Arduino Smart Pull-Up Bar

Hello friends! My name is Nikolas and I am 15 years old. Today I’ll show you how to make a Smart Pull-Up Bar which, when you start doing Pull-Ups or Chin-Ups starts playing music in order to keep you motivated and after exercising for a certain period, a reward, a Tic Tac, in my instance gets dispensed! Make sure to watch the YouTube video below to see the Smart Pull-Up Bar in action and to follow the instructions from there if you prefer!


Let’s first take a look at the components and tools we are going to need.

Components Amazon USamazonAmazon UKamazon
Arduino Nano
Speaker
MG90s Servo
Laser Diode
100uF Capacitor
5V Power Supply
DC Jack
Wires
LDR
Slide Switch
2 x M4 Screws
4 x M3 Screws
5 x M2 Screws
Tic Tacs
PCB (4cm x 6cm)
Screw Terminals
Female Headers
Male Headers
Plastic Sheet
3D Printer
Soldering Iron
Pull – Up Bar

Step 1: Understand How It Works

Basically I’ve made a Laser beam sensor by attaching a cheap Laser Diode and an LDR on the Pull-Up Bar. They are perfectly aligned which means that a lot of light reaches the LDR and thus the sensor outputs a high analog value. However once I place my hands on the bar to start working out I block the light beam, the value gets significantly lower and the sensor sends a signal to the Arduino Nano, which is mounted on the wall in an enclosure and then a song starts playing using a small speaker (In my case it was Take on me by A-ha). After around 30 seconds, when the song ends, if I still have my hands on the bar, a reward, a Tic Tac gets dispensed using a 3D printed mechanism that’s rotated by a servo!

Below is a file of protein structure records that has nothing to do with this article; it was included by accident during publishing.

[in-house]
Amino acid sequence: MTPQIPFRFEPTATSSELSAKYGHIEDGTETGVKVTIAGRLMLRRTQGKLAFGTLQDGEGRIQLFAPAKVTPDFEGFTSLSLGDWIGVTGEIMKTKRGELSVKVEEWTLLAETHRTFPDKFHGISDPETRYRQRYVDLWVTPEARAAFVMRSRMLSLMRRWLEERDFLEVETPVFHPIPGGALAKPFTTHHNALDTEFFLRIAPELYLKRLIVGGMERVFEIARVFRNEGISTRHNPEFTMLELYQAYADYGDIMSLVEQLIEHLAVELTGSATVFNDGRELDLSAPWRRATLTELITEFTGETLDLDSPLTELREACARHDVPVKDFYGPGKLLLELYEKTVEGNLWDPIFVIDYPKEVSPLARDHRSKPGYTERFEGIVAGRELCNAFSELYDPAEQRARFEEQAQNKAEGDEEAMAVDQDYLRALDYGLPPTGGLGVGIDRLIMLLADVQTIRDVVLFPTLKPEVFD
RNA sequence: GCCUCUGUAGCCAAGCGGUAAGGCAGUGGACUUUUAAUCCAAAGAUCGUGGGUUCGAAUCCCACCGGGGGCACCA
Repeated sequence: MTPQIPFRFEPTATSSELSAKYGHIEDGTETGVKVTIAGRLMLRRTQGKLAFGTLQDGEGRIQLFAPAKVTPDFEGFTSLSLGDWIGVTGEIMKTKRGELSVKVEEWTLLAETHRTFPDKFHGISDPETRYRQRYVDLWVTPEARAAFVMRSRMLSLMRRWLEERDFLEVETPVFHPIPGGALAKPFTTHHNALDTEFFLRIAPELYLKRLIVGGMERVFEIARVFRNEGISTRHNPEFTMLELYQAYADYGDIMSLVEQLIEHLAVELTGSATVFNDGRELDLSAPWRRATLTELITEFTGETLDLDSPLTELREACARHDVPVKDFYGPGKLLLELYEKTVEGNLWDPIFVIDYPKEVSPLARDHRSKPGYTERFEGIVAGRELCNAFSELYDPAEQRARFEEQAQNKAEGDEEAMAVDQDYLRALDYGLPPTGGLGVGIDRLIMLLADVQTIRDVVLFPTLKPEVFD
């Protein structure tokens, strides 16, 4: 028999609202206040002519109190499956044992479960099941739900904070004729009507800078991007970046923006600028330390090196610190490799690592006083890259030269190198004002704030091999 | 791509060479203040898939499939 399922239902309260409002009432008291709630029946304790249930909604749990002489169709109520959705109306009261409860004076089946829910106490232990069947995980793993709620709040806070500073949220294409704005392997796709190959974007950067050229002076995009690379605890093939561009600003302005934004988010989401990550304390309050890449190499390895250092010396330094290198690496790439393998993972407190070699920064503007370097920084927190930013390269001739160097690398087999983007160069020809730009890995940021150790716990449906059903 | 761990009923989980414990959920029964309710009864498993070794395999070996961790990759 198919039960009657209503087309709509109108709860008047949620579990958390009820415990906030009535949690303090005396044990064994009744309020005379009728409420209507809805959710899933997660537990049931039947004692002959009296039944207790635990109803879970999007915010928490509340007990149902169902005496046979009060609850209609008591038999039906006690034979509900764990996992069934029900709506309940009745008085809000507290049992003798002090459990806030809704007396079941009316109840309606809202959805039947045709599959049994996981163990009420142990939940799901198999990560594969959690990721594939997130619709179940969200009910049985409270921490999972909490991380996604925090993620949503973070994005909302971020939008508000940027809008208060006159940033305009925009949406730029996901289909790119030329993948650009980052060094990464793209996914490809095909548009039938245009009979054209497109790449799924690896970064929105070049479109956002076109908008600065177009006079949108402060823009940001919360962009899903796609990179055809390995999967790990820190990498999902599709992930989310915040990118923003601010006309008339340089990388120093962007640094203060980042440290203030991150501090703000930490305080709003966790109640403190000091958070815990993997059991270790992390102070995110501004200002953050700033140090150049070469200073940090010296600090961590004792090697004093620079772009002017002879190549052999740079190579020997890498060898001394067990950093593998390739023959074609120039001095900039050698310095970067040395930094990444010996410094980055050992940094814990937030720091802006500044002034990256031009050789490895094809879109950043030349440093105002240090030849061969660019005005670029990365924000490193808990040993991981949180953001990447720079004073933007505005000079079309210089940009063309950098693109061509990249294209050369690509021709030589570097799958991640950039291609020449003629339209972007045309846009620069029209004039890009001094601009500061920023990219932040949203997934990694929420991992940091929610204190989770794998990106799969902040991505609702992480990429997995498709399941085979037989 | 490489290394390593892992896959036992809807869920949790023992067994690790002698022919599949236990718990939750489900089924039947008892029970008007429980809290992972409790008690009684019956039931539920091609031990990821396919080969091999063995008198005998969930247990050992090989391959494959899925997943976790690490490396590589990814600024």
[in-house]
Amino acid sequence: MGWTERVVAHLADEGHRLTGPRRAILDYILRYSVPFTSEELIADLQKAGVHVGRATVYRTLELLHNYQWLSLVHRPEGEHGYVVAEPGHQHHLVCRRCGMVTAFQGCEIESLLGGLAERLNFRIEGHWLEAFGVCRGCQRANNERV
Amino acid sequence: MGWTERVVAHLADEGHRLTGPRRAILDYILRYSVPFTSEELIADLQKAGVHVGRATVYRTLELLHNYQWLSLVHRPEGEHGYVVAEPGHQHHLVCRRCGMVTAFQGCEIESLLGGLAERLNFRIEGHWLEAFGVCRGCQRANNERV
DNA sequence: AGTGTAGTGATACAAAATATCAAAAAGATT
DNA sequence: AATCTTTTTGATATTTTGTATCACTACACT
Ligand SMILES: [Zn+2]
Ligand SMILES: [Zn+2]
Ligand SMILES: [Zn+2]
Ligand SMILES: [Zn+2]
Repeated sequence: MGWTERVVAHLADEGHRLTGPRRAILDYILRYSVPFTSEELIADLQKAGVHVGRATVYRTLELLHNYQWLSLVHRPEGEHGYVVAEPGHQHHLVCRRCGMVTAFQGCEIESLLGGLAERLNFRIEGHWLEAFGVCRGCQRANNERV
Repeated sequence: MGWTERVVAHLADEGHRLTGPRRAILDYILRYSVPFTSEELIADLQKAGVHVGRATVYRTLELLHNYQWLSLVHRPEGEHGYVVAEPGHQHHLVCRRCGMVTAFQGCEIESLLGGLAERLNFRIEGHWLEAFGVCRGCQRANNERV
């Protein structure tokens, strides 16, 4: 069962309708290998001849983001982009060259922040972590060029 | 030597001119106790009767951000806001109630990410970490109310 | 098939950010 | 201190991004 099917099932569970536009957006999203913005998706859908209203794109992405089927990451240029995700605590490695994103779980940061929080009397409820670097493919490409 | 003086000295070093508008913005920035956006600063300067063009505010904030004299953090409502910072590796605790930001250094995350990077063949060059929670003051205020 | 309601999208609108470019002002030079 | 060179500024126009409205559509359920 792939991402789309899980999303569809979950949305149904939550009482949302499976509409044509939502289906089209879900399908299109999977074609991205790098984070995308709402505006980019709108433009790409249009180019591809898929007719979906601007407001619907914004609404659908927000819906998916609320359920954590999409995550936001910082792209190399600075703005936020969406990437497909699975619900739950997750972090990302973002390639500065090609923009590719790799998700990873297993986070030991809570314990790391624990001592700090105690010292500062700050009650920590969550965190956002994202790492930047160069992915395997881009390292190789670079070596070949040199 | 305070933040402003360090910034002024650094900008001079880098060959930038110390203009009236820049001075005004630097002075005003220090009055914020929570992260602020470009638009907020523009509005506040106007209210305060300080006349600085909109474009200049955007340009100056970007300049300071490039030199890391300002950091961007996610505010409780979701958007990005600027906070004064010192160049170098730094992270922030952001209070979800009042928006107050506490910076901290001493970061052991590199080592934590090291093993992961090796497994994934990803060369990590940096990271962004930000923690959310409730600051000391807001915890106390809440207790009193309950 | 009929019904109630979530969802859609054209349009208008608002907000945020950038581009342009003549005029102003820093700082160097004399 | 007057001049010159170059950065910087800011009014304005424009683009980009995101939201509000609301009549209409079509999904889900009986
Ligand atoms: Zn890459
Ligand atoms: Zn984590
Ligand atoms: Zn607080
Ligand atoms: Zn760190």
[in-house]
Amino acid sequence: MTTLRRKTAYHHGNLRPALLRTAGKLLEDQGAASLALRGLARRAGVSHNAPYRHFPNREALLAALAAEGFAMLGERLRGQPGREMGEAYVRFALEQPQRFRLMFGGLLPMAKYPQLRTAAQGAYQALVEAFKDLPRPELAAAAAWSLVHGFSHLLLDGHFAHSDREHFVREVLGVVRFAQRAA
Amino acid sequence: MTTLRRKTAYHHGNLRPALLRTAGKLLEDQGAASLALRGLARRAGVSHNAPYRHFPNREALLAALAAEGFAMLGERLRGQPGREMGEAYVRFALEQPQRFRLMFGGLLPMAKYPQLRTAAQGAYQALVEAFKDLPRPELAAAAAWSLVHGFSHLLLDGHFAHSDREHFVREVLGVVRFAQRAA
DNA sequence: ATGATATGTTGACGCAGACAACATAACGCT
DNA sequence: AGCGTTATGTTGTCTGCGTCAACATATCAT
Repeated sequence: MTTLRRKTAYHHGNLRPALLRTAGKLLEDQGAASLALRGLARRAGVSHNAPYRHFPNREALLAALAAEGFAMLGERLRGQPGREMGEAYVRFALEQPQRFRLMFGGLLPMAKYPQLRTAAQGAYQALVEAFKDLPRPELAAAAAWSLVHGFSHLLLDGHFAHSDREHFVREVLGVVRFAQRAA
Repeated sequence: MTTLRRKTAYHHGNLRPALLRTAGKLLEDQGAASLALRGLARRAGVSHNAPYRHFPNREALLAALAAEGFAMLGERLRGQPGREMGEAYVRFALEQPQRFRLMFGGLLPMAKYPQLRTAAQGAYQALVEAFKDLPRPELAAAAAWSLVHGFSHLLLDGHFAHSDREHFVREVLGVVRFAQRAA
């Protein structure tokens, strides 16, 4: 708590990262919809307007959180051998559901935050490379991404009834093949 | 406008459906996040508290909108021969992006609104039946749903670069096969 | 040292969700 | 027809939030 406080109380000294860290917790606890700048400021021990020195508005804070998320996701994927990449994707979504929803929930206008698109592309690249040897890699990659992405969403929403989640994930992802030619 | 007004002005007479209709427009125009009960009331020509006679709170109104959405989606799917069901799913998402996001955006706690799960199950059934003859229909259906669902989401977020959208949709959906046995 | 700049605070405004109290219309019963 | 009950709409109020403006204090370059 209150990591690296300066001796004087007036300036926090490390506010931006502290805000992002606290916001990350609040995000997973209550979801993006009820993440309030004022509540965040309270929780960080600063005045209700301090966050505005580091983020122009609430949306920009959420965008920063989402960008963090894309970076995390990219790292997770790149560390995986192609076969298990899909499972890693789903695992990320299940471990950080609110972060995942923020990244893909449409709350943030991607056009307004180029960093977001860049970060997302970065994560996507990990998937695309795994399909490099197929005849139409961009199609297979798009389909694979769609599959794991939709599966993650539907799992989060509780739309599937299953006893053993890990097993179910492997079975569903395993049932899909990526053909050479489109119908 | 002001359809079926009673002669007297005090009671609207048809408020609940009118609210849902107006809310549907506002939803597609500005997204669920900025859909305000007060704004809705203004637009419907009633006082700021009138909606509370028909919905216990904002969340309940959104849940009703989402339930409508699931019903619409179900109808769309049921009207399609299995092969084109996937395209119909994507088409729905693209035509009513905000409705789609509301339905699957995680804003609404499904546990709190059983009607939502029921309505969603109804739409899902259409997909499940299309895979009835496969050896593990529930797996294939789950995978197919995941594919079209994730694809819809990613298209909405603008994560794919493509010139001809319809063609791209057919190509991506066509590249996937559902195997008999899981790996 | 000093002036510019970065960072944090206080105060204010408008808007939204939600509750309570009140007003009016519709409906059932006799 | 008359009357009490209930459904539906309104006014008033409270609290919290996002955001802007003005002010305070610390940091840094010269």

Now that you get how it works let’s start making it!



Step 2: 3D Printing

I designed all the parts in Fusion 360, sliced them in Cura and printed them with my Ender 3 V2 in PETG at 0.2mm layer height. You will need to print:

  • The “Base.stl
  • The “RotatorDispenser.stl
  • The “CoverBase.stl
  • The “LaserClamp.stl
  • And the “LdrClamp.stl

You can find all the files Here


Step 3: Circuit:

Time to put the circuit together!


Step 4: Circuit Part 1

1. Place the Arduino Nano on the breadboard

2. Connect 5V to Positive Rail (red) and GND to Negative Rail (blue)


Step 5: Circuit Part 2

3. Add the LDR and connect one of its leads to 5V and the other one to GND with the 1kΩ resistor (the order doesn’t matter)

4.Connect the second lead to A0 as well


Step 6: Circuit Part 3

5.Add the MG90S Servo and connect its Brown Wire to GND and its Red Wire to 5V

6. Connect the YellowWire to D5


Step 7: Circuit Part 4

7. Add the small speaker and connect its Red Wire (+) to D11 and its Black Wire (-) to GND

8. Finally add the Laser Module and connect its Red Wire (+) to 5V and its Black Wire (-) to GND



Step 8: Programming

Time to program the Arduino Nano! I have attached my code below for you to download if you want. Open Arduino IDE select the Arduino Nano Board, your COM Port, click Upload and you’re done! The LightThreshold defines how sensitive the LDR is to light, keep this in mind as I’ll go into it deeper in the next step.

Take a look at adithyalokesh17‘s work as well! He has turned a lot of popular songs (Like “Take on me” which I used) into light Arduino code which is easy to use with buzzers and speakers without needing any complicated SD card readers etc.



The code:

//Nikolaos Babetas

#include <Servo.h>
Servo myservo;
int pos = 180;

int LDR_Pin = A0;
int ledPin = 13;
int LightValue = 0;